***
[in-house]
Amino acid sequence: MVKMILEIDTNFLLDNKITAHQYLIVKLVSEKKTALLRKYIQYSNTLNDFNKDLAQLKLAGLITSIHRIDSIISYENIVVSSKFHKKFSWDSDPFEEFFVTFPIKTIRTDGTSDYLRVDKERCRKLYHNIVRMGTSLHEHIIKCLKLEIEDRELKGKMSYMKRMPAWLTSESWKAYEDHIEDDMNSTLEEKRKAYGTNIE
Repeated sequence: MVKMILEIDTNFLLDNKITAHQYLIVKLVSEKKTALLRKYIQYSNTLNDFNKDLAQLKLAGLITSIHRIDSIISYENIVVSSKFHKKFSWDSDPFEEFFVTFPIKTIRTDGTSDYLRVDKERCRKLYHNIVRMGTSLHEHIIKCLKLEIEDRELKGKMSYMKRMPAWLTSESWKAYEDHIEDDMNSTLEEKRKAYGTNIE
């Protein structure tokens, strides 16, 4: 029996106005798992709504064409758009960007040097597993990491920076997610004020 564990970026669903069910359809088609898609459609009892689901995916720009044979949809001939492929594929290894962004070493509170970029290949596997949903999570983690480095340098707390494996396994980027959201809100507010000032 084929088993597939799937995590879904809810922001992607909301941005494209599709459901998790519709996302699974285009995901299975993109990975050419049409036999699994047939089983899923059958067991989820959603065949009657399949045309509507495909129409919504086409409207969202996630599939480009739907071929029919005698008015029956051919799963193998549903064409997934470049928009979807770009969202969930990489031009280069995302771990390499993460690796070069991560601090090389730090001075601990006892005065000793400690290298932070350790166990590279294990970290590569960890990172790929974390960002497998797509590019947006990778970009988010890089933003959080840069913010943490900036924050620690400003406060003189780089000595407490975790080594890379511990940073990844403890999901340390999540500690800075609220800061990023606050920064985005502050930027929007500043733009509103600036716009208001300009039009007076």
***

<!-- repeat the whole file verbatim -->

[in-house]
Amino acid sequence: MVKMILEIDTNFLLDNKITAHQYLIVKLVSEKKTALLRKYIQYSNTLNDFNKDLAQLKLAGLITSIHRIDSIISYENIVVSSKFHKKFSWDSDPFEEFFVTFPIKTIRTDGTSDYLRVDKERCRKLYHNIVRMGTSLHEHIIKCLKLEIEDRELKGKMSYMKRMPAWLTSESWKAYEDHIEDDMNSTLEEKRKAYGTNIE
Repeated sequence: MVKMILEIDTNFLLDNKITAHQYLIVKLVSEKKTALLRKYIQYSNTLNDFNKDLAQLKLAGLITSIHRIDSIISYENIVVSSKFHKKFSWDSDPFEEFFVTFPIKTIRTDGTSDYLRVDKERCRKLYHNIVRMGTSLHEHIIKCLKLEIEDRELKGKMSYMKRMPAWLTSESWKAYEDHIEDDMNSTLEEKRKAYGTNIE
């Protein structure tokens, strides 16, 4: 029996106005798992709504064409758009960007040097597993990491920076997610004020 564990970026669903069910359809088609898609459609009892689901995916720009044979949809001939492929594929290894962004070493509170970029290949596997949903999570983690480095340098707390494996396994980027959201809100507010000032 084929088993597939799937995590879904809810922001992607909301941005494209599709459901998790519709996302699974285009995901299975993109990975050419049409036999699994047939089983899923059958067991989820959603065949009657399949045309509507495909129409919504086409409207969202996630599939480009739907071929029919005698008015029956051919799963193998549903064409997934470049928009979807770009969202969930990489031009280069995302771990390499993460690796070069991560601090090389730090001075601990006892005065000793400690290298932070350790166990590279294990970290590569960890990172790929974390960002497998797509590019947006990778970009988010890089933003959080840069913010943490900036924050620690400003406060003189780089000595407490975790080594890379511990940073990844403890999901340390999540500690800075609220800061990023606050920064985005502050930027929007500043733009509103600036716009208001300009039009007076």